If you envision massage therapy as a relaxing, indulgent day at the spa, you’re not wrong. But, if you also see massage therapy for chronic pain as part of a comprehensive treatment protocol, you’re also correct. Here’s how it can help.
What are the benefits of massage?
Massage therapy is a form of soft-tissue manipulation. There are different types of massage therapy, but in general, they all focus on the same outcomes, including:
- Relieving muscular tension
- Decreasing stress
- Decreasing anxiety
- Reducing muscle soreness
Getting regular massages may also help with many medical conditions, including:
- Pain conditions
- Sports-related soreness
- Traumatic injury
- Labor pain
- Cancer pain
- Muscle spasms
- Chronic muscle tension
Massage may also stimulate your brain to release natural painkillers called endorphins. Massage can increase your immune system’s functioning as well.
How can massage for chronic pain help me?
Massage for chronic pain works on a number of different levels, only one of which is to release tense muscles.
Various massage techniques help to increase the activity of your parasympathetic nervous system (PNS) while decreasing activity in the sympathetic nervous system (SNS). People in pain may live most often with the effects of an elevated SNS: increased heart rate and blood pressure. This activity often occurs with emotional and physical stress. Massage for chronic pain helps to bring your PNS back online. It can slow the heart rate and lower the blood pressure while increasing bowel motility.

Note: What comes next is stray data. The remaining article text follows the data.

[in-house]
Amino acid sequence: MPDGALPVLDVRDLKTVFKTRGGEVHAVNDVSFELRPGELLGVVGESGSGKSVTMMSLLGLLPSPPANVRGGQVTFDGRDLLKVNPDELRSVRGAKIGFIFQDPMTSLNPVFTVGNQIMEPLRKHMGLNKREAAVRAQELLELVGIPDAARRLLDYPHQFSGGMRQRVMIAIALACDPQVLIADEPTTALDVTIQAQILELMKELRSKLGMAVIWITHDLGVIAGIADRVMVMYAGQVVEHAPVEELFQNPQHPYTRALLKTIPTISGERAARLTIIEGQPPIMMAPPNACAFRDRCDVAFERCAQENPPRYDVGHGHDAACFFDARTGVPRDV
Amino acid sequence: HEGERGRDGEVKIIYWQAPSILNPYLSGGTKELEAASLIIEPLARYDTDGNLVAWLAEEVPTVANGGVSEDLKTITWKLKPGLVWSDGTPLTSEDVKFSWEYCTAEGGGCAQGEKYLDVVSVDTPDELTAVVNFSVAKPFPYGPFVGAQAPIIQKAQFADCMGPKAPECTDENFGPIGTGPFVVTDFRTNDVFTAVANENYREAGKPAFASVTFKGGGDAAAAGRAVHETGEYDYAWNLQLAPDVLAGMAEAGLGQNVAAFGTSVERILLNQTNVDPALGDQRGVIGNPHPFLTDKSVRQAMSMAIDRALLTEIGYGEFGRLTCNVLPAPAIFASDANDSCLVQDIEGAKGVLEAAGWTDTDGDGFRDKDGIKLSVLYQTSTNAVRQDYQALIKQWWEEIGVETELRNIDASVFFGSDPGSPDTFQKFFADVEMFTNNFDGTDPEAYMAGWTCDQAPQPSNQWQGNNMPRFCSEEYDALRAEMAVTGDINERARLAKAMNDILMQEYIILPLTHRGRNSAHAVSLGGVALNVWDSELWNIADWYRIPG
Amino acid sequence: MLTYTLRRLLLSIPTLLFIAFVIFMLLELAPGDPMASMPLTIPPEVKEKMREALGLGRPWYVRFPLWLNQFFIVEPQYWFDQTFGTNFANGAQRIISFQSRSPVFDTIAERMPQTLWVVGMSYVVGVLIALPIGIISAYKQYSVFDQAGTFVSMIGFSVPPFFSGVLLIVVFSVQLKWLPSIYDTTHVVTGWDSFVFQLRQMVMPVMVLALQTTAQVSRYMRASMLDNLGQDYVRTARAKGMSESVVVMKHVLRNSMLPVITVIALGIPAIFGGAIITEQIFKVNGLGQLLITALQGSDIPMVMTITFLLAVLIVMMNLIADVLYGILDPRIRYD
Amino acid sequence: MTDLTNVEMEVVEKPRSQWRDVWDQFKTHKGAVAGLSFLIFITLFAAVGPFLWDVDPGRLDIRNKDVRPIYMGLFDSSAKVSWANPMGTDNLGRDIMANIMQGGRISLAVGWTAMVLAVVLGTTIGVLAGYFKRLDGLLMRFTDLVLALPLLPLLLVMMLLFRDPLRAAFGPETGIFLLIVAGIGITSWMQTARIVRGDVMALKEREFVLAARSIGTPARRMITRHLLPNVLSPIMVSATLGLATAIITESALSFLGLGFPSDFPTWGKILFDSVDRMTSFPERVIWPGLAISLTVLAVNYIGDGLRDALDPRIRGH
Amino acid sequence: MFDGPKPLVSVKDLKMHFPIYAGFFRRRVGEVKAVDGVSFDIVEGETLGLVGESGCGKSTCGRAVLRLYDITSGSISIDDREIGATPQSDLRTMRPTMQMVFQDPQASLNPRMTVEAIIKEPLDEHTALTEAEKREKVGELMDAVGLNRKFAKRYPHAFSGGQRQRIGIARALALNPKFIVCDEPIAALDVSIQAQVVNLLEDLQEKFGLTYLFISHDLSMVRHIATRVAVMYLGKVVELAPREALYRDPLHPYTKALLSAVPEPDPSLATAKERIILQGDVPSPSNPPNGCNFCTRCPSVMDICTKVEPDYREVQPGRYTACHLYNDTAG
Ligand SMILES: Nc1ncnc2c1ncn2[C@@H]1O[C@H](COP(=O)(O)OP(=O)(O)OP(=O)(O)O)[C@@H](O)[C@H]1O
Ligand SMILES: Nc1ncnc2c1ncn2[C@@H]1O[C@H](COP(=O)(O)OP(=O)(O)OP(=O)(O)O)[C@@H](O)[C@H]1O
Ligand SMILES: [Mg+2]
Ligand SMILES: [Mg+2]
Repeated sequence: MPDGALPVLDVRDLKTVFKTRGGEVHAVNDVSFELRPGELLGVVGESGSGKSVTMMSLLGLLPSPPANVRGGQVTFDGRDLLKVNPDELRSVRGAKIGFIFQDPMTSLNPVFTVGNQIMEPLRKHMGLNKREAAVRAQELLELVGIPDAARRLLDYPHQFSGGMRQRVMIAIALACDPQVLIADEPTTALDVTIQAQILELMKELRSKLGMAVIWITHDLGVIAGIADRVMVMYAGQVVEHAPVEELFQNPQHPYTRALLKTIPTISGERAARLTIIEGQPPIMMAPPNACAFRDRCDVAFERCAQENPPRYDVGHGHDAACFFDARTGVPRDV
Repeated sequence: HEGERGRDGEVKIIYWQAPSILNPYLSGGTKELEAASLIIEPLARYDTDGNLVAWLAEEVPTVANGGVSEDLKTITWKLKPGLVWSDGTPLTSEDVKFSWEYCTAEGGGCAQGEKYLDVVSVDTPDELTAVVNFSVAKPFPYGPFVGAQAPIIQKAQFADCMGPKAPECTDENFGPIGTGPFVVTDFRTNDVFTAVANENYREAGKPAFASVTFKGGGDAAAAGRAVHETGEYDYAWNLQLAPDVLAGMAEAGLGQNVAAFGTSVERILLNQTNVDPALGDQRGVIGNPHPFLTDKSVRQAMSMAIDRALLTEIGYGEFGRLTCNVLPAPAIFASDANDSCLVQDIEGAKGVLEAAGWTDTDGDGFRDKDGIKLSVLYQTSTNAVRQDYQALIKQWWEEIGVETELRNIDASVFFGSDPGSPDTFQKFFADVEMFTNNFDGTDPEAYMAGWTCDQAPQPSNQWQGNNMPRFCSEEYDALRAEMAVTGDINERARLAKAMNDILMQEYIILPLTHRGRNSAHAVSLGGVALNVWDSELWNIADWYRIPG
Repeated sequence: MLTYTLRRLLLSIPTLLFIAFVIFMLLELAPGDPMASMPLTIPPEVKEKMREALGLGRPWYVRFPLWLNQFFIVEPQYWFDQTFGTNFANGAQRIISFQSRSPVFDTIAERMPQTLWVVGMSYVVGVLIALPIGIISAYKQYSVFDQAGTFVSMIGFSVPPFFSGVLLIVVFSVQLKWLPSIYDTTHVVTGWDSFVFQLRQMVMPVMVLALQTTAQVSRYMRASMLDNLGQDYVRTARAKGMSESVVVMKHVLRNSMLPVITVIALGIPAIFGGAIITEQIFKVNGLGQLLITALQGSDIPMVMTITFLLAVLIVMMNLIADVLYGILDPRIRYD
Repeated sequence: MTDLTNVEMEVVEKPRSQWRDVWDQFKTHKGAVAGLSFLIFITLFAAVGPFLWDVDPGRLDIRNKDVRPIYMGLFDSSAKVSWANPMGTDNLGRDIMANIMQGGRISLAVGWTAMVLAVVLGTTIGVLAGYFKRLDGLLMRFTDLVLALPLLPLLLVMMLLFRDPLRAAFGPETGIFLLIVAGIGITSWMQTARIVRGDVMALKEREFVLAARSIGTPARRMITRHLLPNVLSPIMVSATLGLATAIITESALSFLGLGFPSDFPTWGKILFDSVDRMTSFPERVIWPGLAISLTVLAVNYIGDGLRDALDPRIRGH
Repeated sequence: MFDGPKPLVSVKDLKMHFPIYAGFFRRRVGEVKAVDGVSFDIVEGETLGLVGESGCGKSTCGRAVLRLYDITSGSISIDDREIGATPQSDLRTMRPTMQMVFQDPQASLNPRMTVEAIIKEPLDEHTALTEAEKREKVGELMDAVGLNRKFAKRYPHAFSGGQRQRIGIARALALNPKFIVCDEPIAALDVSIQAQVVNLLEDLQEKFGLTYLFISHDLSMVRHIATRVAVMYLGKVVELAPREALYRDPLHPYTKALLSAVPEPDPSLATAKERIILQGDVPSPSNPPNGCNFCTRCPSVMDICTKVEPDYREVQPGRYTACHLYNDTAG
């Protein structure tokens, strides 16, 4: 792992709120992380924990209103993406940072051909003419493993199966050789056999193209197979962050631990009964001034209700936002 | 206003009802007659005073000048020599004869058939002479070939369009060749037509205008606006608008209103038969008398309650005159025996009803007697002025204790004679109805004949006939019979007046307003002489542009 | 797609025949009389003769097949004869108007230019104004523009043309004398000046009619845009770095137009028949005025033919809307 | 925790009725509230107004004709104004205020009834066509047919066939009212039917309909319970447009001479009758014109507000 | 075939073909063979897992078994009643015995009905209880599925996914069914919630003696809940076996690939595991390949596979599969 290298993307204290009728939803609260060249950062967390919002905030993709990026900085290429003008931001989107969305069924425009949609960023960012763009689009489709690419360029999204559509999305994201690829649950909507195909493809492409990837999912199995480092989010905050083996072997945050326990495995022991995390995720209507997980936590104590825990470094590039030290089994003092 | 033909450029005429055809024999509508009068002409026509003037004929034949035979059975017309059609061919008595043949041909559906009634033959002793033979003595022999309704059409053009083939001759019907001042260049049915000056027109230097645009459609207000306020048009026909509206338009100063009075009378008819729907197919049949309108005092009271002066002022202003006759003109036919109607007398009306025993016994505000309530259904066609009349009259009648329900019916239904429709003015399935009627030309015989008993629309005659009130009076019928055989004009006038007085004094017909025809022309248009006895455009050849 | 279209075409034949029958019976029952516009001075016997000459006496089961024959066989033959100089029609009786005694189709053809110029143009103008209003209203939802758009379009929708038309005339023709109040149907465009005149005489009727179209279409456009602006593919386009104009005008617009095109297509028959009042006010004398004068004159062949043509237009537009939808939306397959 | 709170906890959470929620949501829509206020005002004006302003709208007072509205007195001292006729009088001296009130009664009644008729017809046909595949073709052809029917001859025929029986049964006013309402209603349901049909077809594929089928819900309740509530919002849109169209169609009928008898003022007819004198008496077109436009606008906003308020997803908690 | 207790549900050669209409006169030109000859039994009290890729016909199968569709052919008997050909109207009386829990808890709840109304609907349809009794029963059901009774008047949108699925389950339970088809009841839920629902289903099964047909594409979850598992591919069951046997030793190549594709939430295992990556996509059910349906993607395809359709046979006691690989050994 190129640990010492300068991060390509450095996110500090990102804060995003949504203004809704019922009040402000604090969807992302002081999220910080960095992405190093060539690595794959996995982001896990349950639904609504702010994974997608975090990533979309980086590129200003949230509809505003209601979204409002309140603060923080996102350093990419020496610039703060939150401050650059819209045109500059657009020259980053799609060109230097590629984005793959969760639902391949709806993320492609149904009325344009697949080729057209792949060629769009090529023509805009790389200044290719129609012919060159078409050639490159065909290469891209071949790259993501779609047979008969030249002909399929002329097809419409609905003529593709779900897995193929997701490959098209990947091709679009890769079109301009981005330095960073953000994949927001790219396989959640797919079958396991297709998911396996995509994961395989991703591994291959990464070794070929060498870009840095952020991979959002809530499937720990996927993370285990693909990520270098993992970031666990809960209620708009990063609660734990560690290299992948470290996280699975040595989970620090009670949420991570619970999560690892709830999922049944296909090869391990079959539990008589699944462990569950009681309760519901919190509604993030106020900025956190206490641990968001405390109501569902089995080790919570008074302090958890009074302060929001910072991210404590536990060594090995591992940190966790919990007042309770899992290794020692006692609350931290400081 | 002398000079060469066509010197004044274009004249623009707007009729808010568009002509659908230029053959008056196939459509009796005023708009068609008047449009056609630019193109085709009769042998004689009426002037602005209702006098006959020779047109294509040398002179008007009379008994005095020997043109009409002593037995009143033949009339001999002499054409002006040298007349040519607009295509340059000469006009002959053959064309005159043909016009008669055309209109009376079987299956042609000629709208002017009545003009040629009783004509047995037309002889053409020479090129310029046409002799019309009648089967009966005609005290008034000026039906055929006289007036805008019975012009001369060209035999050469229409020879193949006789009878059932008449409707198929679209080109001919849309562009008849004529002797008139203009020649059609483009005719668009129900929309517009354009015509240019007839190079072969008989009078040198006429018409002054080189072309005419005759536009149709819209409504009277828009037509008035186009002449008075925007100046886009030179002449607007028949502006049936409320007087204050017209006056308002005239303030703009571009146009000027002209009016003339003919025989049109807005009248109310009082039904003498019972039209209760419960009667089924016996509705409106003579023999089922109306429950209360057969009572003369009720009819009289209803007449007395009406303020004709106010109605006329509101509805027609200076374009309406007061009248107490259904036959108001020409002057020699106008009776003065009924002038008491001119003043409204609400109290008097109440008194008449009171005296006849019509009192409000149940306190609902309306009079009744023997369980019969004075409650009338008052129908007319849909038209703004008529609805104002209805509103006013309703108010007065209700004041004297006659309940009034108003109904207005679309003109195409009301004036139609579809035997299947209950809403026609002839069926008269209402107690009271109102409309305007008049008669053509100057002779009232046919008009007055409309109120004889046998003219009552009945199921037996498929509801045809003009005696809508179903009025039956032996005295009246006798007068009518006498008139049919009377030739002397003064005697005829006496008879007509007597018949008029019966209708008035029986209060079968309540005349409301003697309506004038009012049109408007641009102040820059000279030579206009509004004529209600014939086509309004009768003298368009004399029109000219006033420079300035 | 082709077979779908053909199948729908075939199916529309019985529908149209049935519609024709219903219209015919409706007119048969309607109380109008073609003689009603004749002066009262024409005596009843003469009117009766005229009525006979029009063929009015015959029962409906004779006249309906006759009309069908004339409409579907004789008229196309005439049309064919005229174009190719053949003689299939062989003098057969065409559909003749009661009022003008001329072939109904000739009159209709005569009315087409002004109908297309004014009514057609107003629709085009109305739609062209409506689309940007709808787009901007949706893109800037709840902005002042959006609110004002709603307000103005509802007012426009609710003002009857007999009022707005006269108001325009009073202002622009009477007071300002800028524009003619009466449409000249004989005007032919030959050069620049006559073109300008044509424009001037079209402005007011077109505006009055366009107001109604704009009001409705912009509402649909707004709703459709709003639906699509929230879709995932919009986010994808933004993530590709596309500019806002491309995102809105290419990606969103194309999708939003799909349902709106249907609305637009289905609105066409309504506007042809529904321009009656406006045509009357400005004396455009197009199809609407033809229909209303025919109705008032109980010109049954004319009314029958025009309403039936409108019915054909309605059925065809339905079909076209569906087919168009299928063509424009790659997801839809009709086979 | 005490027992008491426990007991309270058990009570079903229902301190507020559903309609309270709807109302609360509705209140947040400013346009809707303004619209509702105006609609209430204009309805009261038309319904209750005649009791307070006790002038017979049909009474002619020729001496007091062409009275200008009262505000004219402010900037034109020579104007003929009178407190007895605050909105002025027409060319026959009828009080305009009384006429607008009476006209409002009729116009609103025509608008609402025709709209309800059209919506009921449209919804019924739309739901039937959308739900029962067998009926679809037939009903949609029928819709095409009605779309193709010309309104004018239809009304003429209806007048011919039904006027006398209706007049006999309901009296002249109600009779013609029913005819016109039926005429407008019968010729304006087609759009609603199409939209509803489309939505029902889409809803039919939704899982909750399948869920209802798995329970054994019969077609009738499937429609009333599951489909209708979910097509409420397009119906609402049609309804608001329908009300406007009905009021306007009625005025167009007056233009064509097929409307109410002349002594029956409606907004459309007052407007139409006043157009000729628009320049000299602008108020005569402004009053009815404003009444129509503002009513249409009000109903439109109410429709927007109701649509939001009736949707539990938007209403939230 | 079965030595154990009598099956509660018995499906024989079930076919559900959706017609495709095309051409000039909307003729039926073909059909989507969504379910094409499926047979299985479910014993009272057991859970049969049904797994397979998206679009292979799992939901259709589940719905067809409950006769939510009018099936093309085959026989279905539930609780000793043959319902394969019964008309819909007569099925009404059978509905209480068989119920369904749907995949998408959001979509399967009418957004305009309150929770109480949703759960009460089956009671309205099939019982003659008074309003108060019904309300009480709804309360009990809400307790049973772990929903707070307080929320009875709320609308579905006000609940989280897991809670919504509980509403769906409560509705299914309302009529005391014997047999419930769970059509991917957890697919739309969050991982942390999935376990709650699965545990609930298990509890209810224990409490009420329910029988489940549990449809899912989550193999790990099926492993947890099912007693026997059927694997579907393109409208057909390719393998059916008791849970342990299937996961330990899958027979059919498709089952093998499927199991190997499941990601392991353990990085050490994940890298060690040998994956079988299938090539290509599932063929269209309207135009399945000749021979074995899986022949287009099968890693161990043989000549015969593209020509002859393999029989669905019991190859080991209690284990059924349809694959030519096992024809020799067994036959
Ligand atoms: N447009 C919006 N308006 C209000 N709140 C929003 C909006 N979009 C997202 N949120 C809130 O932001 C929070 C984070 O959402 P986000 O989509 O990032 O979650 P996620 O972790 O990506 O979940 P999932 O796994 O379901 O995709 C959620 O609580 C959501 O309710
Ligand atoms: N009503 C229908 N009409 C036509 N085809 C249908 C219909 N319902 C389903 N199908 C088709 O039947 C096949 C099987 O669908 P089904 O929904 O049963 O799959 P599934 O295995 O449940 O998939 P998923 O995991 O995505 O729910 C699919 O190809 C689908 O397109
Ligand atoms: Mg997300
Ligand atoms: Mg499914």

Although there is conflicting evidence on the effectiveness of massage for chronic pain, one of the strongest arguments for it is that massage feels good and promotes a feeling of relaxation and well-being.
Some of the most promising findings include:
- A particular type of touch (Intentional Touch) on seniors with chronic found pain relief, relaxation, and increased well-being
- Massage lowers levels of cortisol and norepinephrine (stress hormones) and decreases blood pressure
- Therapeutic touch decreases depression symptoms and provides pain relief
- Being touched while in pain or receiving potentially painful treatments can reduce pain
- Massage increases levels of oxytocin, a natural hormone that promotes bonding and well-being
Therapeutic massage stimulates blood flow to painful areas, which speeds healing, but on the most elemental level it also provides comforting, therapeutic touch.
In contrast to other pain management tools, massage simply feels good. Patients may not feel the same dread and increase in their stress levels going for massage as they do for an injection or physical therapy session. While both tools may be essential in managing pain, massage therapy for chronic pain provides a level of calm that other treatments may not.